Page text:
Thinking Right’s weekend free-for-all. Pick a topic:
● The state has a secondary role in public education — but a primary role in protecting the integrity of Georgia’s system of public education and in certifying quality of graduates, instruction and curriculum. State officials had no idea where the corruption was in an Atlanta system with 58 schools flagged for suspicious patterns of test-answer changes — and yet they deferred to the system to investigate. The findings are in. Only 12 schools had cancers; the rest were home-remedy or office-visit ailments, the school system appointed investigators say. So no further examination of asbestos or smoking is needed. Oh, yes, no bigwigs knew anything. And, henceforth, ease off on the pressure to raise performance standards. “Student achievement and measurable outcomes are critical,” said the panel’s chairman, “but that needs to be balanced by positive ethical behavior.” Which means: Find a test where students are comfortable and employees won’t cheat.
● The “superspeeder” effort to combine law enforcement with $24 million yearly in new revenues generates $2 million in its first year — prompting concerns from proposed beneficiaries (hospitals). Any lawman who would link enforcement and revenue needs or projections is in the wrong business. Linkage is corruption-bait.
● Nathan Deal was right the first time on the federal Race to the Top education spending program and on his concerns about the effort to develop national standards. The federal role in elementary and secondary education, creeping upward, should be virtually nil. It has no expertise — just the ability to print money, pander, reward union constituencies and play the games that gubernatorial candidates do when promising to fix or save public education. Deal first said he’d opt out of the federal program and then changed his mind and said he’d take the federal money if there weren’t too many strings attached. Whether attached now or later, they’re coming.
● Tell you the truth: I drive through South Georgia towns desperate for the loose change that falls from federal spending programs and am incensed that $762,372 in federal “stimulus” money goes to Georgia Tech to study improvised music or $23 million goes to upgrade border crossings in Montana, one across from a crossing that Canada is closing because it draws about five people a day.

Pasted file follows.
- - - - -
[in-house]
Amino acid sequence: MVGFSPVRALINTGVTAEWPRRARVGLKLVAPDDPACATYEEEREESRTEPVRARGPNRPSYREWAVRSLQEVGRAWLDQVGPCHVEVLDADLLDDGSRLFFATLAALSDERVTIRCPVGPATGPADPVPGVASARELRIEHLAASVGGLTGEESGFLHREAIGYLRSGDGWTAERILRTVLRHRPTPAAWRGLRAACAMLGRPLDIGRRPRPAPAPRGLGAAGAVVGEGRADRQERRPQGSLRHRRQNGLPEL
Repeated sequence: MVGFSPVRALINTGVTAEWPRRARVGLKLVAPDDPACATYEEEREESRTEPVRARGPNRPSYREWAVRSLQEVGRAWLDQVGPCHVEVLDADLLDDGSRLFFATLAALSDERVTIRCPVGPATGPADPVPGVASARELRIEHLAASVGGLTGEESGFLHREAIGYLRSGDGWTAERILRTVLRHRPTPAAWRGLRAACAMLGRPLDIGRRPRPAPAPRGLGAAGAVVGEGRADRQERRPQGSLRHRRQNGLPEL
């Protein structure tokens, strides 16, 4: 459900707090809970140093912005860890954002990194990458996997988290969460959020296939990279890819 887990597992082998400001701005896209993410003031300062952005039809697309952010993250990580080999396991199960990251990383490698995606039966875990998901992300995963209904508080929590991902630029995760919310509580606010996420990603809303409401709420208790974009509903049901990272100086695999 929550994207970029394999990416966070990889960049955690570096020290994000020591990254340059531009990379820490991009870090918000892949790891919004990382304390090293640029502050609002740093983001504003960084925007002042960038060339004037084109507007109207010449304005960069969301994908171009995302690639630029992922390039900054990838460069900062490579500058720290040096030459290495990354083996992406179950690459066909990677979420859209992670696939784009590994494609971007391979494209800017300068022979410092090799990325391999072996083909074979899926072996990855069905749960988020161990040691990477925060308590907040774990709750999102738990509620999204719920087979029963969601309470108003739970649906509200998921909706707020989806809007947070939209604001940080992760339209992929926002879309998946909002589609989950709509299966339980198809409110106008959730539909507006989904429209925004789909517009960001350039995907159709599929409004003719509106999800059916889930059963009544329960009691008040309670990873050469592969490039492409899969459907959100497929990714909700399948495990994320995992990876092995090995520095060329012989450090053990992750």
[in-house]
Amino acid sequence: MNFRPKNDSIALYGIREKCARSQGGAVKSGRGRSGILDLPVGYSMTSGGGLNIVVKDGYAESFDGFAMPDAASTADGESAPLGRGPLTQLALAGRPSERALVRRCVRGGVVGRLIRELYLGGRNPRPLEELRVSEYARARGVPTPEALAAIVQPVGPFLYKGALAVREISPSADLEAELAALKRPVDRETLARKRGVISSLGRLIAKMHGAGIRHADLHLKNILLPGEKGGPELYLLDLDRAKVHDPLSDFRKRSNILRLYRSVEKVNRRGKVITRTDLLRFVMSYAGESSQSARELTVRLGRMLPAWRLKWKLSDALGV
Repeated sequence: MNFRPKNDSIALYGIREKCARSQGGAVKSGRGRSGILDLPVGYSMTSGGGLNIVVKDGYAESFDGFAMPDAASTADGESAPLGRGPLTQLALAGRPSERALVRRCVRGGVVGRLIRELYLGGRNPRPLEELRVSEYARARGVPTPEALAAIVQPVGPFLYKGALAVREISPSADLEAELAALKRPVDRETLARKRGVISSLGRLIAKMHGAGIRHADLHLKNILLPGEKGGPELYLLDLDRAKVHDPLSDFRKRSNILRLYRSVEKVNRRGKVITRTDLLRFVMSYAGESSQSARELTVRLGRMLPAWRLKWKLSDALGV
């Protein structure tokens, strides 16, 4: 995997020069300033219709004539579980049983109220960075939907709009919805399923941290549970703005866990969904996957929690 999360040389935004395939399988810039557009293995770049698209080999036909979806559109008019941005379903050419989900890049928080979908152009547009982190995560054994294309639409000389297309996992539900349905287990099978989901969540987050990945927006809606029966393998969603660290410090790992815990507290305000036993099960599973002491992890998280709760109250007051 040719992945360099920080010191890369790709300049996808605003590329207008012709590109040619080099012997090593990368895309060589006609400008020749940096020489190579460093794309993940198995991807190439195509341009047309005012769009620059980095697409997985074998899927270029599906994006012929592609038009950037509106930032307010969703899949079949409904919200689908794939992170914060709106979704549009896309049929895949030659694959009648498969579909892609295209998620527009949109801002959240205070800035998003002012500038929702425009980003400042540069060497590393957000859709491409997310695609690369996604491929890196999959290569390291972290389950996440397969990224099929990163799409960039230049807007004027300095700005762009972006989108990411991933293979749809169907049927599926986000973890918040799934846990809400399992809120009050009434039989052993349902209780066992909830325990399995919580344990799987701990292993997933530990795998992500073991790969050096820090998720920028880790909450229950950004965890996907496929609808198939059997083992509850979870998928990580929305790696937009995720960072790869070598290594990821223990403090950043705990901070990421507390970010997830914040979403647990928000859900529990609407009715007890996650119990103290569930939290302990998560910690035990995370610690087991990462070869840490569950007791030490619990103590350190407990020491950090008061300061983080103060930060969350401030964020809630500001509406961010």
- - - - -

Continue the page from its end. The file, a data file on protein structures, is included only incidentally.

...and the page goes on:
● Illusions Shattered Department: My tenure as an Eddie Murphy fan ended when I saw his “Raw” routine on cable. It was — image-shattering raw. And now Sheriff Andy of Mayberry is taking public money to tout ObamaCare.
● No need to get exercised about the decision by a California judge to overturn the will of the state’s voters on the definition of marriage. It, like the challenges to ObamaCare and the Arizona crackdown on illegal immigration, will be decided by the U.S. Supreme Court.
● Most incisive trash-the-property quote of the week comes from one of Newsweek magazine’s potential buyers, Fred Drasner, as quoted by thedailybeast.com. Said Drasner of the $1 paid for Newsweek by entrepreneur Sidney Harmon, husband of U.S. Rep. Jane Harmon (D-Calif.): “I think he paid a very full price.”
● Without question, the primary task facing the next governor is Georgia’s tax and spending structure. In addition to transportation, the state has some explosive entitlement costs looming. Public pensions, of course. Indigent defense. Statewide trauma centers. Health care. Meanwhile, tax revision looms too. Effort there should be to shift from income to consumption. Incentivize work.
● UGA’s not the No. 1 party school in the country. It’s Andrew College in Cuthbert. The evidence? None. Just pulled it out of thin air, as is often done to create Top 10 lists.